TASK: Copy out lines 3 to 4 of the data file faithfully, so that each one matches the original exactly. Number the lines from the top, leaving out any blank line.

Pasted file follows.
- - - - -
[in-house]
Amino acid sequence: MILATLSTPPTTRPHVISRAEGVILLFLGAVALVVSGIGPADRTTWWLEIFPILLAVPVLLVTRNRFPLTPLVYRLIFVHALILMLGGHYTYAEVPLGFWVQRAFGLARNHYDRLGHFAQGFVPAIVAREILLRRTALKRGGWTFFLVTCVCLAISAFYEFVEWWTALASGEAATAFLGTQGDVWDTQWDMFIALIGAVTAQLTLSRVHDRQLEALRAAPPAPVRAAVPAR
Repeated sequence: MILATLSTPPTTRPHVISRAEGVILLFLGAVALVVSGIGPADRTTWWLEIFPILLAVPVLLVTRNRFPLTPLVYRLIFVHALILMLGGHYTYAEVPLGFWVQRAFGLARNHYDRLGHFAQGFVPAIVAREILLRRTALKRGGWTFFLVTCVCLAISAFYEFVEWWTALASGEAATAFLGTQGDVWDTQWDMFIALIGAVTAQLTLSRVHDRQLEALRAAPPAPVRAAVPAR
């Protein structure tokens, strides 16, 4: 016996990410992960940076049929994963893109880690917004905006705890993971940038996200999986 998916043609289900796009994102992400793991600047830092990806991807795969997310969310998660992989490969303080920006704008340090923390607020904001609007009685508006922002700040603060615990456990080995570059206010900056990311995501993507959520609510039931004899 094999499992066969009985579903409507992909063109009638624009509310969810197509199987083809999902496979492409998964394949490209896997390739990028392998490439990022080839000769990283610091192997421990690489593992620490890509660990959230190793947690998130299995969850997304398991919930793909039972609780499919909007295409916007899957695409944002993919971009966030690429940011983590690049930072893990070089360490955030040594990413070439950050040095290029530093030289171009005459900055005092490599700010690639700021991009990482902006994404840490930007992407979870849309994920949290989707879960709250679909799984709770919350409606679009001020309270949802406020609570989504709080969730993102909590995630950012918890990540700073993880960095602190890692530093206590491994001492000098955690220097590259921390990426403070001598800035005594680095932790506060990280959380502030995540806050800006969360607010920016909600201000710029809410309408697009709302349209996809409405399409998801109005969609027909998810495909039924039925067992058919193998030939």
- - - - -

Repeated sequence: MILATLSTPPTTRPHVISRAEGVILLFLGAVALVVSGIGPADRTTWWLEIFPILLAVPVLLVTRNRFPLTPLVYRLIFVHALILMLGGHYTYAEVPLGFWVQRAFGLARNHYDRLGHFAQGFVPAIVAREILLRRTALKRGGWTFFLVTCVCLAISAFYEFVEWWTALASGEAATAFLGTQGDVWDTQWDMFIALIGAVTAQLTLSRVHDRQLEALRAAPPAPVRAAVPAR
């Protein structure tokens, strides 16, 4: 016996990410992960940076049929994963893109880690917004905006705890993971940038996200999986 998916043609289900796009994102992400793991600047830092990806991807795969997310969310998660992989490969303080920006704008340090923390607020904001609007009685508006922002700040603060615990456990080995570059206010900056990311995501993507959520609510039931004899 094999499992066969009985579903409507992909063109009638624009509310969810197509199987083809999902496979492409998964394949490209896997390739990028392998490439990022080839000769990283610091192997421990690489593992620490890509660990959230190793947690998130299995969850997304398991919930793909039972609780499919909007295409916007899957695409944002993919971009966030690429940011983590690049930072893990070089360490955030040594990413070439950050040095290029530093030289171009005459900055005092490599700010690639700021991009990482902006994404840490930007992407979870849309994920949290989707879960709250679909799984709770919350409606679009001020309270949802406020609570989504709080969730993102909590995630950012918890990540700073993880960095602190890692530093206590491994001492000098955690220097590259921390990426403070001598800035005594680095932790506060990280959380502030995540806050800006969360607010920016909600201000710029809410309408697009709302349209996809409405399409998801109005969609027909998810495909039924039925067992058919193998030939």